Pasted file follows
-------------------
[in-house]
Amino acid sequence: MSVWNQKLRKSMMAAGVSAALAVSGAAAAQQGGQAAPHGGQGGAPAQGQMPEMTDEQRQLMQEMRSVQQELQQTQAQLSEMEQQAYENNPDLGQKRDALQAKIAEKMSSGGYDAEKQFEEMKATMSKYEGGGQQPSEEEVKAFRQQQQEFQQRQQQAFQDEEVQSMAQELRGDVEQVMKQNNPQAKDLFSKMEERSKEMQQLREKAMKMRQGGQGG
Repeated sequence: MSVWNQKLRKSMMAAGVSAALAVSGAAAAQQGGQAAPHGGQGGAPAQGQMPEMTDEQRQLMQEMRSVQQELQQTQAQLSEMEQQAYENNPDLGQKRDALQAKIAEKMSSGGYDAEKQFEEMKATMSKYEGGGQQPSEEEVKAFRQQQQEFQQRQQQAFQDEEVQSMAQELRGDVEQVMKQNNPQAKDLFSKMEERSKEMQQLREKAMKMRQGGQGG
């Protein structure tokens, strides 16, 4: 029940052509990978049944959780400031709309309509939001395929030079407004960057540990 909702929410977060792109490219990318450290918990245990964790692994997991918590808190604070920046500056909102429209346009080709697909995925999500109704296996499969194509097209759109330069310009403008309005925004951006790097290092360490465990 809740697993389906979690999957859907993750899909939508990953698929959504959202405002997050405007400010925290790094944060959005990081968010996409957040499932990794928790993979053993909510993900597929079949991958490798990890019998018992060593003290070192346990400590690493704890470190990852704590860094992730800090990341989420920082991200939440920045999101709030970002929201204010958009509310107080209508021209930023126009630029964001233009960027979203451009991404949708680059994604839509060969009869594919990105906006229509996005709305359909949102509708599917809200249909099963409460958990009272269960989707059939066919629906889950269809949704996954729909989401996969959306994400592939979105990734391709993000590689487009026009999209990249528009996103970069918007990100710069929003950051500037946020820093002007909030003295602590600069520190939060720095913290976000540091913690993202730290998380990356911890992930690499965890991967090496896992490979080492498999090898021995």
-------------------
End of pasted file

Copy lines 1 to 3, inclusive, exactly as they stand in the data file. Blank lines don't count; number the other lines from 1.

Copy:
[in-house]
Amino acid sequence: MSVWNQKLRKSMMAAGVSAALAVSGAAAAQQGGQAAPHGGQGGAPAQGQMPEMTDEQRQLMQEMRSVQQELQQTQAQLSEMEQQAYENNPDLGQKRDALQAKIAEKMSSGGYDAEKQFEEMKATMSKYEGGGQQPSEEEVKAFRQQQQEFQQRQQQAFQDEEVQSMAQELRGDVEQVMKQNNPQAKDLFSKMEERSKEMQQLREKAMKMRQGGQGG
Repeated sequence: MSVWNQKLRKSMMAAGVSAALAVSGAAAAQQGGQAAPHGGQGGAPAQGQMPEMTDEQRQLMQEMRSVQQELQQTQAQLSEMEQQAYENNPDLGQKRDALQAKIAEKMSSGGYDAEKQFEEMKATMSKYEGGGQQPSEEEVKAFRQQQQEFQQRQQQAFQDEEVQSMAQELRGDVEQVMKQNNPQAKDLFSKMEERSKEMQQLREKAMKMRQGGQGG